What is it?
Mastitis is an infection of the breast tissue that results in breast pain, swelling, warmth and redness of the breast. If you have mastitis, you might also experience fever and chills. Mastitis most commonly affects women who are breast-feeding (lactation mastitis), although in rare circumstances this condition can occur outside of lactation.
In most cases, lactation mastitis occurs within the first three months after giving birth (postpartum), but it can happen later during breast-feeding. The condition can leave you feeling exhausted and rundown, making it difficult to care for your baby.
Sometimes mastitis leads a mother mistakenly to wean her baby before she intends to. But you can continue breast-feeding while you have mastitis.
With mastitis, signs and symptoms can appear suddenly and may include:
- Breast tenderness or warmth to the touch
- General malaise or feeling ill
- Swelling of the breast
- Pain or a burning sensation continuously or while breast-feeding
- Skin redness, often in a wedge-shaped pattern
- Fever of 101 F (38.3 C) or greater
Although mastitis usually occurs in the first several weeks of breast-feeding, it can happen anytime during breast-feeding. Lactation mastitis tends to affect only one breast — not both breasts.
Mastitis occurs when bacteria enter your breast through a break or crack in the skin of your nipple or through the opening to the milk ducts in your nipple. Bacteria from your skin's surface and baby's mouth enter the milk duct and can multiply — leading to pain, redness and swelling of the breast as infection progresses.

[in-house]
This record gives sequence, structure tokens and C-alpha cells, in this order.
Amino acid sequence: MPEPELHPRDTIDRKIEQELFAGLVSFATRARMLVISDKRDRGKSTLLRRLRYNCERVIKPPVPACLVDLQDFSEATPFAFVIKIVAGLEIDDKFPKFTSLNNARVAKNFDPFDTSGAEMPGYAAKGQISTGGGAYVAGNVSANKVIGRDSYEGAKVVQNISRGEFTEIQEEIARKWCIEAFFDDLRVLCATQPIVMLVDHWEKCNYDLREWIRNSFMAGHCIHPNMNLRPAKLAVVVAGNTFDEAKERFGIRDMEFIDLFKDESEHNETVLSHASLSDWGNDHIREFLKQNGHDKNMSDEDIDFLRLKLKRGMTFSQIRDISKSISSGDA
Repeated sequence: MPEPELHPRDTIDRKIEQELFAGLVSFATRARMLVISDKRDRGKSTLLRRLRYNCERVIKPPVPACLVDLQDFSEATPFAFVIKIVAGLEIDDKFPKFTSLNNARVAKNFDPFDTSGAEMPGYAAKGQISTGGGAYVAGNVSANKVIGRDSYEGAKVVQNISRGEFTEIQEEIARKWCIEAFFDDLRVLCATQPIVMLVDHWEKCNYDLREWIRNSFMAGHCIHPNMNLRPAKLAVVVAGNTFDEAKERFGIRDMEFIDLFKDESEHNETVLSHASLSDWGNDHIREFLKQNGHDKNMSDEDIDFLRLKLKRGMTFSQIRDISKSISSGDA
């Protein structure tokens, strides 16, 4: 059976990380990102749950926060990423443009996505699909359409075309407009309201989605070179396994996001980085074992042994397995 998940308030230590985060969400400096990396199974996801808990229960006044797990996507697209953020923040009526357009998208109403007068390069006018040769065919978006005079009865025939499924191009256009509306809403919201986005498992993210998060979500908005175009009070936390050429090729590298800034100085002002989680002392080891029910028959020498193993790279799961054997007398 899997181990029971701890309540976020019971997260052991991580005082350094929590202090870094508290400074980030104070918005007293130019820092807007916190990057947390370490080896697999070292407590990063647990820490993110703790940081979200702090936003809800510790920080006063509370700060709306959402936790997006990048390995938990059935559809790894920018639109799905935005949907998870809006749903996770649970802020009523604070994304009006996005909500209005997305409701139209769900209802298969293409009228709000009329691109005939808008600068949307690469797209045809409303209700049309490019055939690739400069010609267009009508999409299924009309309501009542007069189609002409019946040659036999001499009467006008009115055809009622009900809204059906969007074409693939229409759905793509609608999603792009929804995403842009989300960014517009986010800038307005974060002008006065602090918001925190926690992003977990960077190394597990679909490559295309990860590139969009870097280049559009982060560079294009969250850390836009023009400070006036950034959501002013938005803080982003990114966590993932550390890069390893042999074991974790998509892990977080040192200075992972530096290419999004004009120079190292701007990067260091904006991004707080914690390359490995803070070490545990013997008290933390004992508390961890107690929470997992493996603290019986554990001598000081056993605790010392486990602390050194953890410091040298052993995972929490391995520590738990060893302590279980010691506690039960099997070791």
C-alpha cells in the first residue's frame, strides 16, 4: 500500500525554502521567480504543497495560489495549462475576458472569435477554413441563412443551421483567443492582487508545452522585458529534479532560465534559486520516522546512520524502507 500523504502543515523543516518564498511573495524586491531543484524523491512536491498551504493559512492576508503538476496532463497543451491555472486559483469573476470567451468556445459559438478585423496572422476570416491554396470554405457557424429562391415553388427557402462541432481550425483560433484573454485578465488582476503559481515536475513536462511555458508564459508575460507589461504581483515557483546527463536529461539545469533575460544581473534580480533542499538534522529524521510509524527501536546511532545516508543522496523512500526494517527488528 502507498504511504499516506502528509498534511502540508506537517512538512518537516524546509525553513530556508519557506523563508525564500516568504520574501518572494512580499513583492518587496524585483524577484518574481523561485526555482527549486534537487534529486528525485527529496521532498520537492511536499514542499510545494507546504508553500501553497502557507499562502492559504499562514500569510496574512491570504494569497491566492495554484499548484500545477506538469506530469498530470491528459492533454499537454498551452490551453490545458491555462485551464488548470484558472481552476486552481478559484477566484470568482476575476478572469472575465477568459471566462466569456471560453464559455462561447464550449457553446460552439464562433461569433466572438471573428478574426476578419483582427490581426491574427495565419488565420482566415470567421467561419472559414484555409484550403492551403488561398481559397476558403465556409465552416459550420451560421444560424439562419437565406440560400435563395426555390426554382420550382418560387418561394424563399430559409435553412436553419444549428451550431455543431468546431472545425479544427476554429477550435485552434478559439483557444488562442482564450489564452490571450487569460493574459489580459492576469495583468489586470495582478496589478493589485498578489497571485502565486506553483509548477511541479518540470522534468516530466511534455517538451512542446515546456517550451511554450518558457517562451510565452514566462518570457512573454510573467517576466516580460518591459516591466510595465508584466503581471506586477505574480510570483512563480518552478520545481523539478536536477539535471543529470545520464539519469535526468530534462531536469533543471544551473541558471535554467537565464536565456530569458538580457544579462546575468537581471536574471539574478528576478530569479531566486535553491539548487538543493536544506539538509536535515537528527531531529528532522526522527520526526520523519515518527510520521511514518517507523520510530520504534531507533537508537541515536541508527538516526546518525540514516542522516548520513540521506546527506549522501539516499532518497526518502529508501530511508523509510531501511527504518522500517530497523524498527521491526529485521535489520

Things that put you at increased risk of mastitis include:
- Sore or cracked nipples, although mastitis can develop without broken skin
- A previous bout of mastitis while breast-feeding — if you've experienced mastitis in the past, you're more likely to experience it again
- Using only one position to breast-feed, which may not fully drain your breast
- Wearing a tightfitting bra, which may restrict milk flow
Complications that may arise from mastitis include:
- Recurrence. Once you've had mastitis, you're more likely to get it again, either breast-feeding the same infant or a future child. Delayed or inadequate treatment is usually to blame for mastitis recurrence.
- Milk stasis. When the milk isn't completely drained from your breast during breast-feeding, milk stasis can occur. This causes increased pressure on the ducts and leakage of milk into surrounding breast tissue, which can lead to pain and inflammation.
- Abscess. When mastitis is inadequately treated, or if it's related to milk stasis, a collection of pus (abscess) can develop in your breast. An abscess usually requires surgical drainage. To avoid this complication, talk to your doctor as soon as you develop signs or symptoms of mastitis.
Your doctor diagnoses mastitis based on a physical examination, taking into account signs and symptoms of fever, chills and a painful area in the breast. Another clear sign is a wedge-shaped area on the breast that points toward the nipple and is tender to the touch. As part of the examination, your doctor will make sure you don't have a breast abscess — a complication that can occur when mastitis isn't treated promptly.